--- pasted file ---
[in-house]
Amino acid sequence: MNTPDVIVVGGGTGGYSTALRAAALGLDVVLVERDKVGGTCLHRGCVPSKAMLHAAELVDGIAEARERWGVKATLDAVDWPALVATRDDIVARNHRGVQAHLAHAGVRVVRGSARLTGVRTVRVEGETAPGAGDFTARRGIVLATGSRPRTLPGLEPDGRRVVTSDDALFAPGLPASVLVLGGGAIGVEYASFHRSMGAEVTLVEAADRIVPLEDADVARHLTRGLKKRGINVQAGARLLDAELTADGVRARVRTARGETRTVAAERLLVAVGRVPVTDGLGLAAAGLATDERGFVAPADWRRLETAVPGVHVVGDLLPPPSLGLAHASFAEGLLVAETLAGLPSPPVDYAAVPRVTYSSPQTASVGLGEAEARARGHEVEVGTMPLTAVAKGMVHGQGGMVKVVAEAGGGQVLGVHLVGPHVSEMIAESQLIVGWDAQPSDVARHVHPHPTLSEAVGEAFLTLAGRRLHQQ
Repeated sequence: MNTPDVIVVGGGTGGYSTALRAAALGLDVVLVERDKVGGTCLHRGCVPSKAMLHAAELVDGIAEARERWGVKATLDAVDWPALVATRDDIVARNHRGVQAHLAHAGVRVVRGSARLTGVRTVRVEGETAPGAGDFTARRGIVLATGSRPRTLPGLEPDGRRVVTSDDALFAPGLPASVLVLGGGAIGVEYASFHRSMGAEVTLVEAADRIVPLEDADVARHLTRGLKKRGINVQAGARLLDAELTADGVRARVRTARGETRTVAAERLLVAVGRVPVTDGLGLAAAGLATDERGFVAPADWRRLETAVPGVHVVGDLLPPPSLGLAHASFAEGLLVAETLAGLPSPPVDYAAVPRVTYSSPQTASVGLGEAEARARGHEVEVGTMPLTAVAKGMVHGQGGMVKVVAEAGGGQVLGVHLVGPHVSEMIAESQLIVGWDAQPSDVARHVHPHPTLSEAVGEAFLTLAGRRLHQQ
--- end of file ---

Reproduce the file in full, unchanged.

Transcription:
[in-house]
Amino acid sequence: MNTPDVIVVGGGTGGYSTALRAAALGLDVVLVERDKVGGTCLHRGCVPSKAMLHAAELVDGIAEARERWGVKATLDAVDWPALVATRDDIVARNHRGVQAHLAHAGVRVVRGSARLTGVRTVRVEGETAPGAGDFTARRGIVLATGSRPRTLPGLEPDGRRVVTSDDALFAPGLPASVLVLGGGAIGVEYASFHRSMGAEVTLVEAADRIVPLEDADVARHLTRGLKKRGINVQAGARLLDAELTADGVRARVRTARGETRTVAAERLLVAVGRVPVTDGLGLAAAGLATDERGFVAPADWRRLETAVPGVHVVGDLLPPPSLGLAHASFAEGLLVAETLAGLPSPPVDYAAVPRVTYSSPQTASVGLGEAEARARGHEVEVGTMPLTAVAKGMVHGQGGMVKVVAEAGGGQVLGVHLVGPHVSEMIAESQLIVGWDAQPSDVARHVHPHPTLSEAVGEAFLTLAGRRLHQQ
Repeated sequence: MNTPDVIVVGGGTGGYSTALRAAALGLDVVLVERDKVGGTCLHRGCVPSKAMLHAAELVDGIAEARERWGVKATLDAVDWPALVATRDDIVARNHRGVQAHLAHAGVRVVRGSARLTGVRTVRVEGETAPGAGDFTARRGIVLATGSRPRTLPGLEPDGRRVVTSDDALFAPGLPASVLVLGGGAIGVEYASFHRSMGAEVTLVEAADRIVPLEDADVARHLTRGLKKRGINVQAGARLLDAELTADGVRARVRTARGETRTVAAERLLVAVGRVPVTDGLGLAAAGLATDERGFVAPADWRRLETAVPGVHVVGDLLPPPSLGLAHASFAEGLLVAETLAGLPSPPVDYAAVPRVTYSSPQTASVGLGEAEARARGHEVEVGTMPLTAVAKGMVHGQGGMVKVVAEAGGGQVLGVHLVGPHVSEMIAESQLIVGWDAQPSDVARHVHPHPTLSEAVGEAFLTLAGRRLHQQ